Health Reform's Competition Crushers

Liberal consumer groups are aghast to learn that the Obama health team are really monopolists at heart, bent on handing hospitals a cartel in their local markets.

Sunday's New York Times report on this horror confirms what I wrote about in these pages weeks ago ("Killing Marcus Welby," PostOpinion, Oct. 18). I warned that the creation of "accountable care organizations," which put hospitals in control of all the doctors in their outlying areas, would lead to concentrated power over the provision of medical care--turning physicians into salaried employees and reducing consumer choices.

ACOs were invented as a way to cut costs in Medicare. But the administration plainly means to use them as the tools for vastly greater government control of the health-care system, by having them displace traditional health plans.

In anticipation of this, the marketplace is already consolidating. The resulting ACO monopolies will solidify the effects of ObamaCare. Even if the "reform" law is repealed in a few years, it may be too late.

The ACOs will offer coverage directly via the insurance exchanges that the ObamaCare law orders into being in 2014. These exchanges are where most Americans will eventually buy their "private" insurance--and the White House is working to give the ACOs privileges that will let them undersell normal health insurers.

The Obama team is now writing regulations that are likely to exempt ACOs from some of the costly rules that private providers have to play by. For example, the "Stark" rules bar health-care providers from owning the facilities that they refer patients to--so that doctors won't have a financial incentive to prescribe treatments simply because they'll get a cut. But ACOs may escape these restrictions.

The ACO concept aims to copy groups such as Kaiser Permanente, where providers are salaried employees of a large (preferably not-for-profit) entity.

The Obama team may also release the ACOs from key anti-trust provisions. Medicare recently discussed such exemptions with the Federal Trade Commission, so that an ACO can control all the doctors and health-care facilities in its local marketplace. But these antitrust provisions exist precisely because of fear that a consolidated medical provider could drive up regional health-care costs and/or lower the quality of medical care.

The ACO concept aims to copy groups such as Kaiser Permanente, where providers are salaried employees of a large (preferably not-for-profit) entity. The assumption is that insurers are just costly middlemen and doctors financially conflicted unless they are given a salary rather than a fee for each service they provide.

But ACOs are no miracle cure. If they squeeze out insurers, that will invariably limit the choice that patients have on the new exchanges. People will be tied to their local community for most if not all their health care. Going "out of network" will be hard if not impossible.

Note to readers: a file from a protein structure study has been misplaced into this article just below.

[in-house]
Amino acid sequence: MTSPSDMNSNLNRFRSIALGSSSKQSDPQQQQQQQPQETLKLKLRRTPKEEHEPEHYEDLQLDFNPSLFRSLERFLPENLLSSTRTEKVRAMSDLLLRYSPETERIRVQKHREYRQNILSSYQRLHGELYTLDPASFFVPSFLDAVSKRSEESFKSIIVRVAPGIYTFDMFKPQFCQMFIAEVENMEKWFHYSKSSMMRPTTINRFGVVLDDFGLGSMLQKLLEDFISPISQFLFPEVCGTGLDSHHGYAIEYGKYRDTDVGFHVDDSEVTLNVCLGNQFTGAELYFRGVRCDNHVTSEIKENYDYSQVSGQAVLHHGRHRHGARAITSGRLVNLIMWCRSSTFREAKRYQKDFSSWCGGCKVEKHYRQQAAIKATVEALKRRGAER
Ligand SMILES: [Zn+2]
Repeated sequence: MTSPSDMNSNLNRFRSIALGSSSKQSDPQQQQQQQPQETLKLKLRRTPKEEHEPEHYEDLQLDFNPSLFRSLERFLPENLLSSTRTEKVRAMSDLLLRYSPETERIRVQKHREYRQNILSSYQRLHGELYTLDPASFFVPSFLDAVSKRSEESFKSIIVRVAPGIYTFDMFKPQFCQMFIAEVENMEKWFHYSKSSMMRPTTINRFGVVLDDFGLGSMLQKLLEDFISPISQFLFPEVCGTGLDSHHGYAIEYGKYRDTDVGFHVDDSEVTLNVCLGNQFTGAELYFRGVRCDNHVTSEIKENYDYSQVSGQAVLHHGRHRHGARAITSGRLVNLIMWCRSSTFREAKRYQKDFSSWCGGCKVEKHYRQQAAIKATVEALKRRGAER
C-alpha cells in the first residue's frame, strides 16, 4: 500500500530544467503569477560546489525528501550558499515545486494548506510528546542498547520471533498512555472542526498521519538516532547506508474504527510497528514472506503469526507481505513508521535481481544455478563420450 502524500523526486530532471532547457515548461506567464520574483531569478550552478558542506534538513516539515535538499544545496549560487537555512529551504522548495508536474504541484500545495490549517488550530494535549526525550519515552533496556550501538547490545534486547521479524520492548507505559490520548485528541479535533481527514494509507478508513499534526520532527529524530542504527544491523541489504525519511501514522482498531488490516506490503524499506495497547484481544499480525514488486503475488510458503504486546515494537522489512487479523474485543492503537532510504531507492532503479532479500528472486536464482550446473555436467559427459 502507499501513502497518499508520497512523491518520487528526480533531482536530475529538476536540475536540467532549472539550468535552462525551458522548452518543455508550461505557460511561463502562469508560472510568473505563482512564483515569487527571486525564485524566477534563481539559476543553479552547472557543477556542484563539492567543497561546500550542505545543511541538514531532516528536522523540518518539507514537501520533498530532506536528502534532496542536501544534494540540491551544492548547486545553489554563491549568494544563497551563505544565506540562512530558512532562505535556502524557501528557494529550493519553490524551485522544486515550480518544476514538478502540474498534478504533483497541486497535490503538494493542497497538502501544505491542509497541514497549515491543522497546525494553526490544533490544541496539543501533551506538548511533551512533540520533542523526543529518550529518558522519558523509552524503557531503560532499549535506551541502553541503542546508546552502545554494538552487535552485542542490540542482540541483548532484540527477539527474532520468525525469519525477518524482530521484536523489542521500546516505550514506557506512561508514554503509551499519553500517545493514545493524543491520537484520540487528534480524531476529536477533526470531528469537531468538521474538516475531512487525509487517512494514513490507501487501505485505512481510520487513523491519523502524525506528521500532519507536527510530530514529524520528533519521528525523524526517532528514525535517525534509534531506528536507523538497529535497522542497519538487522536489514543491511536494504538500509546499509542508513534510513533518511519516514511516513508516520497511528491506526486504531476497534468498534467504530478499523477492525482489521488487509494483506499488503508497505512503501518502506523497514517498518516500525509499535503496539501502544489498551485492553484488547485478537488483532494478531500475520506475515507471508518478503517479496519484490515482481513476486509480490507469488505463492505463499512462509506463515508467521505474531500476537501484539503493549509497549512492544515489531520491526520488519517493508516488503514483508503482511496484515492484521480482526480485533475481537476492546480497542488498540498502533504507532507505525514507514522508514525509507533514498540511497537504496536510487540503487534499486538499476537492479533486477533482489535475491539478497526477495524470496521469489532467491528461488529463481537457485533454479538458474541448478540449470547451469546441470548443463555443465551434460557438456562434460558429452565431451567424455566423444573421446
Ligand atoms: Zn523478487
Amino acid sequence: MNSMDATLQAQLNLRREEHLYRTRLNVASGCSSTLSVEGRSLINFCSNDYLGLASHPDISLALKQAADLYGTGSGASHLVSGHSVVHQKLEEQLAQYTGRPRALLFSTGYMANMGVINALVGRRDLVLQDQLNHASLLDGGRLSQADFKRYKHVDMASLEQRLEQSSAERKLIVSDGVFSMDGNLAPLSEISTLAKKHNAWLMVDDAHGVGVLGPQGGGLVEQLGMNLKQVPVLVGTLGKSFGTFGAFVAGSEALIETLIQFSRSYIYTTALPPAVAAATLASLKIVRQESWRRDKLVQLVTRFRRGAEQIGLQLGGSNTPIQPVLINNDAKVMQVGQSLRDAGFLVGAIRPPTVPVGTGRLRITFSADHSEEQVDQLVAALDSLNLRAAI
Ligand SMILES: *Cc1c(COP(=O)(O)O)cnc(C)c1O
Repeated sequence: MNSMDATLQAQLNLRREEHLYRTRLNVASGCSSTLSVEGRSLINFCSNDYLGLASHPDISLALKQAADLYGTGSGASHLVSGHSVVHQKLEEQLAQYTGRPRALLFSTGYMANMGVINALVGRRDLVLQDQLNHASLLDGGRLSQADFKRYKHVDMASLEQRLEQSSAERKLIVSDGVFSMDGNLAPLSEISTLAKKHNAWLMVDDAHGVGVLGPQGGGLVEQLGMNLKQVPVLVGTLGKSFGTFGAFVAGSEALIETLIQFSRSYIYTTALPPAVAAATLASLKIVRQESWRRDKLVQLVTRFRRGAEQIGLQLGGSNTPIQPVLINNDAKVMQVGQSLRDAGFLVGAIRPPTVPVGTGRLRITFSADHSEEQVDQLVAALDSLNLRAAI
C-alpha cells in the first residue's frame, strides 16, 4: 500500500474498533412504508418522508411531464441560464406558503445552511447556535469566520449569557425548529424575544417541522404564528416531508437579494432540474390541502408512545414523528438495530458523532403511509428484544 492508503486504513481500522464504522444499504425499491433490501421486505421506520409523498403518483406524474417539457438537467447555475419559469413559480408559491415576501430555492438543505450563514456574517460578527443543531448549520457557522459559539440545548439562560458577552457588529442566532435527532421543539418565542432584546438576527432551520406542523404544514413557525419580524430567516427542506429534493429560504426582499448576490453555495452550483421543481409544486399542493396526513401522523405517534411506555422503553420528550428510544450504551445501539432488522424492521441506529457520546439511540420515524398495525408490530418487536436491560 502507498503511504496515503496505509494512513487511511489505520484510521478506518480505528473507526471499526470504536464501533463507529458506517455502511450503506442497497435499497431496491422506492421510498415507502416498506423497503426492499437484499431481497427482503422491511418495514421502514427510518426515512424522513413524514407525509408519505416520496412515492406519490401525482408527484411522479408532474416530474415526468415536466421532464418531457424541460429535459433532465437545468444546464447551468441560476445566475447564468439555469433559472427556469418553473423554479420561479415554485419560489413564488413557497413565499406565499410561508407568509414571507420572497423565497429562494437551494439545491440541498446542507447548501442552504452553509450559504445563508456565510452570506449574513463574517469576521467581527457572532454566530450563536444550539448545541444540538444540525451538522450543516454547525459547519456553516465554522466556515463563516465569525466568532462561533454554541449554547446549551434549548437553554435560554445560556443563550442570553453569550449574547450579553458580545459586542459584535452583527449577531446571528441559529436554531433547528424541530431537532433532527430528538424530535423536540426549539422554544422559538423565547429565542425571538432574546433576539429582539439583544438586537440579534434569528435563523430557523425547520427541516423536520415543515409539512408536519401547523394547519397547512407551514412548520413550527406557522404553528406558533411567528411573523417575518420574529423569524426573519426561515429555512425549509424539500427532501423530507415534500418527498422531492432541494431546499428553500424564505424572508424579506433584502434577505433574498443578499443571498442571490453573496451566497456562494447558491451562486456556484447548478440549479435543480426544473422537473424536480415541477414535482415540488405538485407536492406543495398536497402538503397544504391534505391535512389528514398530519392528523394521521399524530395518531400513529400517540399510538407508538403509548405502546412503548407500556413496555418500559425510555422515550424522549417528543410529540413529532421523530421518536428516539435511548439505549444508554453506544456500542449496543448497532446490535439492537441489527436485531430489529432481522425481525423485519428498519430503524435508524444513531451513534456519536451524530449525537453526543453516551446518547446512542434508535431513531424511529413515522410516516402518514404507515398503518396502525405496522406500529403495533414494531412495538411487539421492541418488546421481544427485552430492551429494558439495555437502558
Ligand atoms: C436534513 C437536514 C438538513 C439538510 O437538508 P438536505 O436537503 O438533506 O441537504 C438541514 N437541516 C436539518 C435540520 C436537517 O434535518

Since the ACOs will have local monopolies, they'll also have little incentive to compete for more patients in an open marketplace. Yet this is the only incentive that would spur an ACO to truly innovate and improve its delivery of medical care and offer better services.

Private health plans vie to contract with the best doctors and hospitals, creating market prices for services and competition to improve outcomes. If the ACOs squeeze out this competition, the result will be a de facto "single payer": Every market will be controlled by a single ACO, which will in turn answer directly to the feds, with government regulators setting the prices and all the terms of care.

There's nothing inherently wrong with the concept of giving providers a financial incentive to band together and coordinate patient care. The problem isn't the ACOs, but the government rules that will anoint hospitals as the stewards and then tilt the marketplace in their favor, helping them to prevail over private health plans regardless of the quality and efficiency of the care that the ACOs deliver.

Congress must use its oversight powers to ensure that the ACOs have to play by the same rules as other providers. Restrictions on local monopolization and self-dealing grew out of corruption that harmed patients. The ACOs shouldn't get a pass on these rules so that the White House can erect the edifice for a nationalized health-care system.

Dr. Scott Gottlieb is a resident fellow at AEI.

Photo Credit: iStockphoto/Bluberries

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About the Author

 

Scott
Gottlieb
  • Scott Gottlieb, M.D., a practicing physician, has served in various capacities at the Food and Drug Administration, including senior adviser for medical technology; director of medical policy development; and, most recently, deputy commissioner for medical and scientific affairs. Dr. Gottlieb has also served as a senior policy adviser at the Centers for Medicare & Medicaid Services. 

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